Though I personally find the idea alluring, there are quite a few valid criticisms to be thrown at attempting to implement anarchy on one's own; the first being one of actual effectiveness: even after one has set off to destroy whatever forms of authority and hierarchy exist within their life, the absolute best case scenario is that they don't fail to do so and even inspire others to take the similar actions; but even under this, the best possible outcome, the reality is that the very same systems that drove this one anarchist to their solitary rebellion remain functional; with only one less person under their thumb. The second criticism is one of longevity: the lifespan of a single anarchist is directly proportional to how long this minute bubble of autonomy will last and while it was possible to create a singular instance of anarchy by oneself, it was ultimately outlived by a much larger, older system of oppression. Of course, these critiques were made with the assumption that one has the option to find other anarchists to work with, that one found anarchists to work with, and that this group of anarchists would be effective in their efforts, and that this group would exist longer than a few years. There is something to be said about joining a dysfunctional group of anarchists that argue about ideological differences to the point of being indistinguishable from a debate club: don't fucking do it; I certainly won't fault you for going it alone, you tried and it didn't work out. This brings me back to the first point:

why one shouldn't work with anarchists

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SomeIconoclast wrote

Anarcho-Marxism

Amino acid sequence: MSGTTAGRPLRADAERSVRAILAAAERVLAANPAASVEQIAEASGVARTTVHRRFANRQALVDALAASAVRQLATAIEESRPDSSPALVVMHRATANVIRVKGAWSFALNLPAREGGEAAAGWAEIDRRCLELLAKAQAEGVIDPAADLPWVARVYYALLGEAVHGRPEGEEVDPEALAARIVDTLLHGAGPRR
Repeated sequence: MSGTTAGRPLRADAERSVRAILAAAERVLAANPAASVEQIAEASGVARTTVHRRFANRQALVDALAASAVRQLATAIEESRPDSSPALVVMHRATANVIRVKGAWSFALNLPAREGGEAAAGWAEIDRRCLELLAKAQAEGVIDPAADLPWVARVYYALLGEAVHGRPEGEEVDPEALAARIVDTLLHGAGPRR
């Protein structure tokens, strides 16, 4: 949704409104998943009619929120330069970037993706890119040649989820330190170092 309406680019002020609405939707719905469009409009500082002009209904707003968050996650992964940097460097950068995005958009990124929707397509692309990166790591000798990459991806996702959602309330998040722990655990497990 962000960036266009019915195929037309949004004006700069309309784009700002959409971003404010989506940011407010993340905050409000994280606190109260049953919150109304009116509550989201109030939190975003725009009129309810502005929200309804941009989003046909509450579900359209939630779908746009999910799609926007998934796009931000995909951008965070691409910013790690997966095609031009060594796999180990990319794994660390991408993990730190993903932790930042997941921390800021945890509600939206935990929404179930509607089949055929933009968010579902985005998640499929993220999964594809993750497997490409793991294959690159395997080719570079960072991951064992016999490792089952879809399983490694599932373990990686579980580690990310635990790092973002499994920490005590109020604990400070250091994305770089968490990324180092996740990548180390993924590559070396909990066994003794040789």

The ideology for when you want a libertarian worker state that isn't a state that allows you to use gendered slurs because the British working class normalized it or some shit. Also, post-leftists are shot on sight and anyone that demonstrates any level of nihilism is placed into the Revolutionary Reeducation Center.

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SomeIconoclast wrote

I've given my reasons already, and I'm essentially just going to be playing devil's advocate in favor of the following points:

why one shouldn't work with anarchists, or why anarchists would be unnecessary to the implementation of...anarchy.

For the sake of making sure that the term "anarchist" is defined for all my points of arguments, I'll be using "anarchists" as an umbrella term to refer to those who identify with any of the tendencies listed here.

From the responses that spurred this discussion, most of us don't meet up with other anarchists due to either social anxiety or the fact that anarchists seem to be spread out in terms of proximity. Should this stop each individual anarchist from attempting to find others and collaborate with them? Probably not. Will it? Well, that's dependent on a variety of factors. Still, if they don't find anyone, this doesn't mean that they should give up or that it's impossible to implement anarchy within their lives. Which brings me to the second point: Are other anarchists necessary to the implementation of anarchy?

The answer depends on how one defines anarchy and if that definition is different from how they define anarchism. My definition of anarchy (and the one I'll be using for this argument) is the rejection and opposition of authority and hierarchy in any and all forms. And I define anarchism as the political ideology dedicated to the abolition of both the state and capitalism. Anarchists are simply people who fall into one or both of the above. With these definitions laid out, I can say that other anarchists are not necessary to the implementation anarchy; they are, however, necessary to implement anarchism.